Feb 162010
 

I just sped through author Jhumpa Lahiri’s book, “Unaccustomed Earth.” It was hard to put down and I’ve looked forward to whatever breaks I could get to read it. I even read it Sunday night, on Valentines night, when my husband fell asleep early in front of the television. I decided to not wake him and read my book for several hours with a gin and tonic. It was a nice evening! I’ve read all her other works so far, including “Namesake” and “Interpreter of Maladies.”

There seems to be an underlying theme to her stories, about immigrants from India. Specifically, I’ve noticed that all the Indians are Bengali, which I assume the author to be. It’s fine to write about what you know! There are common aspects to the Bengalis that holds true of all Indians from different parts of India. Once in the states, there is a tendency to seek one’s kind. Finding any Indian is good, but finding someone that is exactly from where one is even better.

I’ve seen this tendency of specific minority groups sticking together first-hand in various cities I’ve lived in. There are even different organizations for each of the sects, not just one Indian organization, of which there is normally one. Lahiri refers to this in all her stories. The mothers find others like themselves, or try at least. There is a struggle with fitting in and rejecting the culture around them, and then eventually, some sort of truce or peace. Many of the characters go back to India – usually the first generation parents. They have “paid their dues” in the states and once the kids are out of the home, there is a calling from the motherland.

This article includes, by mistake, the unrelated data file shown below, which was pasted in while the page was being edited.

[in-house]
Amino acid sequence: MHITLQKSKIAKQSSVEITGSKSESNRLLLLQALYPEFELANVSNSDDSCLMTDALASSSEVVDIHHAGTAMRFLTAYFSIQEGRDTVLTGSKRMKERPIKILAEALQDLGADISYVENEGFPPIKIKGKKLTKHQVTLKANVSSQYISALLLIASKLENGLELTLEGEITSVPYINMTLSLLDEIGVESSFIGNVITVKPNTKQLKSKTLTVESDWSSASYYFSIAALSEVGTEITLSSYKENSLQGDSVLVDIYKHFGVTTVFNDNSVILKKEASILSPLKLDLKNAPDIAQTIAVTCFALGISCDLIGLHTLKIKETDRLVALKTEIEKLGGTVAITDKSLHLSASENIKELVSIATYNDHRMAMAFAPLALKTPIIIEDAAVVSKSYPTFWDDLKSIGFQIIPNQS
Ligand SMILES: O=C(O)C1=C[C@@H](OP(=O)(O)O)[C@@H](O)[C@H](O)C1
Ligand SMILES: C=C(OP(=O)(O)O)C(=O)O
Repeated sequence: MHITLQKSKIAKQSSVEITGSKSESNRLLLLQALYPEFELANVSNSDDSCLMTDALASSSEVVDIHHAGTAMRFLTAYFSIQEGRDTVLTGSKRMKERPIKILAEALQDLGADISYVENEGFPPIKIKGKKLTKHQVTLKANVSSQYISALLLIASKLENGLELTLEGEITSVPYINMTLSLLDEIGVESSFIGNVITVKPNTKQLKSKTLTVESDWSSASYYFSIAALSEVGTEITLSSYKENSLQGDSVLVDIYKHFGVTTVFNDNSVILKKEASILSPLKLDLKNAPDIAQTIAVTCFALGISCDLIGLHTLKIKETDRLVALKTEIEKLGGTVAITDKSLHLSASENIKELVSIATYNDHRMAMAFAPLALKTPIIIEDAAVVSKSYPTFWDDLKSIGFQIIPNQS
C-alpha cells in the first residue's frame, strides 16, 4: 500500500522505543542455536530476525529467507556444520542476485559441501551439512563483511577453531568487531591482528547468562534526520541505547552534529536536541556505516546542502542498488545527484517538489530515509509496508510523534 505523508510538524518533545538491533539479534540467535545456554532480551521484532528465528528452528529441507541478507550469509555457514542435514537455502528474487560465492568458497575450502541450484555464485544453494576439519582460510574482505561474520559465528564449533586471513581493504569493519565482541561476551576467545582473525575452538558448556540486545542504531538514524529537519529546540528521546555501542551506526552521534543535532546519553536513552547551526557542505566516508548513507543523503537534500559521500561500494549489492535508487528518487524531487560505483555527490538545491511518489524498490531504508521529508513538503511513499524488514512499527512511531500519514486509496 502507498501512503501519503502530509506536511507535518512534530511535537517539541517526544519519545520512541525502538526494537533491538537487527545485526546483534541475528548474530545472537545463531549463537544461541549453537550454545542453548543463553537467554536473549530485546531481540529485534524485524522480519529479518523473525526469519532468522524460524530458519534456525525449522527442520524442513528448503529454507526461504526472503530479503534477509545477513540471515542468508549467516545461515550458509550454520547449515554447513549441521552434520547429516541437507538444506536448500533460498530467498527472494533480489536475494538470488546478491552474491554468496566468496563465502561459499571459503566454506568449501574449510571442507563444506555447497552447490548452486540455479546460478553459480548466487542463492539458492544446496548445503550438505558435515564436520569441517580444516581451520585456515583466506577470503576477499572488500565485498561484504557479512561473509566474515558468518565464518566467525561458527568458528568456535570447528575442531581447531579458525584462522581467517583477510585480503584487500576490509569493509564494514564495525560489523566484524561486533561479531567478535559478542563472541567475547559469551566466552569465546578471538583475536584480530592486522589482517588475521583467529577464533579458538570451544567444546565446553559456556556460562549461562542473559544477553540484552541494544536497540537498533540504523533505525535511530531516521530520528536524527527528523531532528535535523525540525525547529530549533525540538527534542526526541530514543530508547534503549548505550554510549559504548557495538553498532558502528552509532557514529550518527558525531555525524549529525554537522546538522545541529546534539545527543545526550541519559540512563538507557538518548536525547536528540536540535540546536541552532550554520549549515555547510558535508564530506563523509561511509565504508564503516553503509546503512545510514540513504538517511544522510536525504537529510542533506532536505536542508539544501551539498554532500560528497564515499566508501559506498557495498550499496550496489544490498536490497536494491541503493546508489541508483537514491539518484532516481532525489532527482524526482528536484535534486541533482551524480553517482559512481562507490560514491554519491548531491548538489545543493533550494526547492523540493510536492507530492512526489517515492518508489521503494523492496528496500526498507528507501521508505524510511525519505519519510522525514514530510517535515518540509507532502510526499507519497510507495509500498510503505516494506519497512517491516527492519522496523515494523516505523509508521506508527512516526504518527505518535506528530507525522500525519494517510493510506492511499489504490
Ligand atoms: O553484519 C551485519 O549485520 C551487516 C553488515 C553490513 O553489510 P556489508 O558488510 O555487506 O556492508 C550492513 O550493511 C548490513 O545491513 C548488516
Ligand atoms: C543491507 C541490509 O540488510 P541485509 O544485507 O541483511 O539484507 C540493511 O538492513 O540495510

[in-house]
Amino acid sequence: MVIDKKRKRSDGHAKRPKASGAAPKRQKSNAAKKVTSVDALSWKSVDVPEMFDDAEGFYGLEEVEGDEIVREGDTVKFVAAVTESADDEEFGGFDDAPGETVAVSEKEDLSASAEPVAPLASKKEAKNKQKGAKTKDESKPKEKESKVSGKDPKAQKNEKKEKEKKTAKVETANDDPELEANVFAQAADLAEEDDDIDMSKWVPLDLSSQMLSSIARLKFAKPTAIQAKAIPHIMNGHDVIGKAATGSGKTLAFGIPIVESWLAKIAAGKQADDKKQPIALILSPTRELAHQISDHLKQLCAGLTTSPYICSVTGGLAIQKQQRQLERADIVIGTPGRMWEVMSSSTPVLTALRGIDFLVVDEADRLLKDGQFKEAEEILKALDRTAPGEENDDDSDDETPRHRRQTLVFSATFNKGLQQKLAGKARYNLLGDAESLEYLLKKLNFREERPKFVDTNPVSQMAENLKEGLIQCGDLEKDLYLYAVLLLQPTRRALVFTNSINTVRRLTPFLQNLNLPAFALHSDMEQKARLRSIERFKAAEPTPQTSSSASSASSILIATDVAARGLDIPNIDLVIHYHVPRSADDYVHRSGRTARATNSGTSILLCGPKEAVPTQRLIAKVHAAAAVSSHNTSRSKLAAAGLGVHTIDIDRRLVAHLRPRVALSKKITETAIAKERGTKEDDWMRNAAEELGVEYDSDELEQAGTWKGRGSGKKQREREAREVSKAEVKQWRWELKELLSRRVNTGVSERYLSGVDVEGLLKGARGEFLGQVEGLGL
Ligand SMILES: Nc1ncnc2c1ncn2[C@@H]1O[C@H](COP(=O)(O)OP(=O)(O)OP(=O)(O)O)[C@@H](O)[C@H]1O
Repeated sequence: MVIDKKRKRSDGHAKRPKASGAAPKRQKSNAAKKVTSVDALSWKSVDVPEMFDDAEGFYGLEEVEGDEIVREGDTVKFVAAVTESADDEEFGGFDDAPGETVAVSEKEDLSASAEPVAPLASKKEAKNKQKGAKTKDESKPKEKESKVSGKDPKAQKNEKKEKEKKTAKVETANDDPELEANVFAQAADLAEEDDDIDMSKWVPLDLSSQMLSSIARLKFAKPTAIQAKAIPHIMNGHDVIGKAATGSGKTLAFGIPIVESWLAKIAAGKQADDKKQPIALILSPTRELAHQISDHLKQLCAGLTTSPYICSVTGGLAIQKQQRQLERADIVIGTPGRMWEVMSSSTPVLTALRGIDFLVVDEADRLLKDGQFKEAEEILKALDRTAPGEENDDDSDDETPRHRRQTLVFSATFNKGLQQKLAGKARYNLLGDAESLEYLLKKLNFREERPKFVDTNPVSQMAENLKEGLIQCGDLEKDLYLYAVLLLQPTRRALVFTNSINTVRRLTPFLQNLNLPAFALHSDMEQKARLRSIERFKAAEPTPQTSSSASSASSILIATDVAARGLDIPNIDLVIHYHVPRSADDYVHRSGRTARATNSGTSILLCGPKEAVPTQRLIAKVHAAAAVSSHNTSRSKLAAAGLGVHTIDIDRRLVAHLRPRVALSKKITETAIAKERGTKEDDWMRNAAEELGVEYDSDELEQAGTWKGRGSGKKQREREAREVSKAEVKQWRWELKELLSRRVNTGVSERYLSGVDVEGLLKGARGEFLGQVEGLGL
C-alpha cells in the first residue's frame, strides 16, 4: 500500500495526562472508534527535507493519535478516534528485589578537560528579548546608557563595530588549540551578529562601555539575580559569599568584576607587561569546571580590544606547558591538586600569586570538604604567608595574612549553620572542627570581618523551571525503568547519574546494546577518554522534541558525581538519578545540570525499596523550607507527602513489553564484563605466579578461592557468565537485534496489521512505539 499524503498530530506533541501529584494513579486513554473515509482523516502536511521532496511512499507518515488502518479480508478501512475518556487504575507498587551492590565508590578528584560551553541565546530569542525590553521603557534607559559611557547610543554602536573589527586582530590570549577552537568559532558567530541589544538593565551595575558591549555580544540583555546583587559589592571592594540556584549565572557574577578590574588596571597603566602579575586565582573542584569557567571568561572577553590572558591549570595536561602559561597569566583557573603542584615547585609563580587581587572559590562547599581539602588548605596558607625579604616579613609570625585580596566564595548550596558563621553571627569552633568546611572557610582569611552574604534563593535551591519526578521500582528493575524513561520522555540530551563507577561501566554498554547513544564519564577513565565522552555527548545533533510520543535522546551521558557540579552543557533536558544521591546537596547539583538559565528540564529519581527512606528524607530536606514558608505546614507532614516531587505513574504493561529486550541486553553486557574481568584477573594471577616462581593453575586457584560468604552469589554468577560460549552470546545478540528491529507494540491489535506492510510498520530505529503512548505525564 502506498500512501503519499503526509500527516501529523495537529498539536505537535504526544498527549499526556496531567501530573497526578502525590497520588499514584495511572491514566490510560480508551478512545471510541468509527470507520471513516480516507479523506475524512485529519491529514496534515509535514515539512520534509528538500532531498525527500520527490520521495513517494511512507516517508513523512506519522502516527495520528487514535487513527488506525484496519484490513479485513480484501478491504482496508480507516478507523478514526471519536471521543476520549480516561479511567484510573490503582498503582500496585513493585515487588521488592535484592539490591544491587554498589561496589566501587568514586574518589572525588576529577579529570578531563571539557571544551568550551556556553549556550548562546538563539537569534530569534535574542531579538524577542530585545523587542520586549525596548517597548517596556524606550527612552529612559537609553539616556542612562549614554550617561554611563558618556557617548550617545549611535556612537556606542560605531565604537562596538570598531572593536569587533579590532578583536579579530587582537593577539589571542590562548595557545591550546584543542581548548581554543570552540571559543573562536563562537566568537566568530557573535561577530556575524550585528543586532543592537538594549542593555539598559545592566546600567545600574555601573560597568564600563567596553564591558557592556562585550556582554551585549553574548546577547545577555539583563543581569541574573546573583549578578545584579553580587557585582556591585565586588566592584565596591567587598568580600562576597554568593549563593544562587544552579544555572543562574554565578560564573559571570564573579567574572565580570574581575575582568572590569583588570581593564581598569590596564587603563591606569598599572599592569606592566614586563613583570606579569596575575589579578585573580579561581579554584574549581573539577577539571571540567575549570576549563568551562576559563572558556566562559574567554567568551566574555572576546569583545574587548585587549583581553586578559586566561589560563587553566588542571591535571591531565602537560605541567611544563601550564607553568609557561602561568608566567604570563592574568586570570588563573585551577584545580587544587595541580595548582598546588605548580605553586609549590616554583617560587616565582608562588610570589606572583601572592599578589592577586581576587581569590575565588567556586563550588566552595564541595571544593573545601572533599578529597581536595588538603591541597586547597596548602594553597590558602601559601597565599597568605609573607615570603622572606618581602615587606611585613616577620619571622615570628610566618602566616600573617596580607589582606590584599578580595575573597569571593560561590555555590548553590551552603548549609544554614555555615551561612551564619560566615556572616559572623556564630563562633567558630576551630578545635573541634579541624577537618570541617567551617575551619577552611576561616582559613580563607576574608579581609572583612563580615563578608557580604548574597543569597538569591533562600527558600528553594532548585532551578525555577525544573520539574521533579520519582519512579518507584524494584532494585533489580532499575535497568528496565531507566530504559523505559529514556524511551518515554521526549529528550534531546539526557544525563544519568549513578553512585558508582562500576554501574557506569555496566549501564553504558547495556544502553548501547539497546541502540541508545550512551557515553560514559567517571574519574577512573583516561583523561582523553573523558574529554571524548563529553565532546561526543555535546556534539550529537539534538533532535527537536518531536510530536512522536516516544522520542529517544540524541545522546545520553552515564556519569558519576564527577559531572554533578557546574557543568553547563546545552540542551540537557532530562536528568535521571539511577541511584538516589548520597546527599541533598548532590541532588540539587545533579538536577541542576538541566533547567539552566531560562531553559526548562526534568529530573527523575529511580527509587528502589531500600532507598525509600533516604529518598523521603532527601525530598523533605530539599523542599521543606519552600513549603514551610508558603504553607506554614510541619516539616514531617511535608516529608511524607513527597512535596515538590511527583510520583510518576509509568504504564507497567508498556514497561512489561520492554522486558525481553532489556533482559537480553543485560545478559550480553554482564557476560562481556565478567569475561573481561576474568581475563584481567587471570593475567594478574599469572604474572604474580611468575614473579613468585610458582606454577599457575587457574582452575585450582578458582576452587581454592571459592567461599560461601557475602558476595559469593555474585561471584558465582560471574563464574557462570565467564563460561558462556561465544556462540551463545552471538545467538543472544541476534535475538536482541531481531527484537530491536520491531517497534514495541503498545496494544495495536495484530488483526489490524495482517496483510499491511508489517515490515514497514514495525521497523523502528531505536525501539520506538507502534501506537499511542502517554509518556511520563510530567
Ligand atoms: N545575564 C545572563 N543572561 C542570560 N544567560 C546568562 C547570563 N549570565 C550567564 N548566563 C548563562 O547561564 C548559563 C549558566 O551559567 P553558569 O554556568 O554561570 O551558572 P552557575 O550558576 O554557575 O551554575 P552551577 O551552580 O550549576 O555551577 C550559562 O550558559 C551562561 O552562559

Many of their kids run the other way. Some excommunicating their roots entirely and seek out the world at large. They are tired of their global experience consisting of annual trips to Calcutta. Most second-generation Indians, or ABCD’s (American Born Confused Desis), would be able to relate to Jumpa Lahiri’s stories. We would find a little piece of ourselves in the struggles the characters face, which she paints very descriptively. We feel we know them and are saddened when they die.

I look forward to Jumpa Lahiri’s next work.

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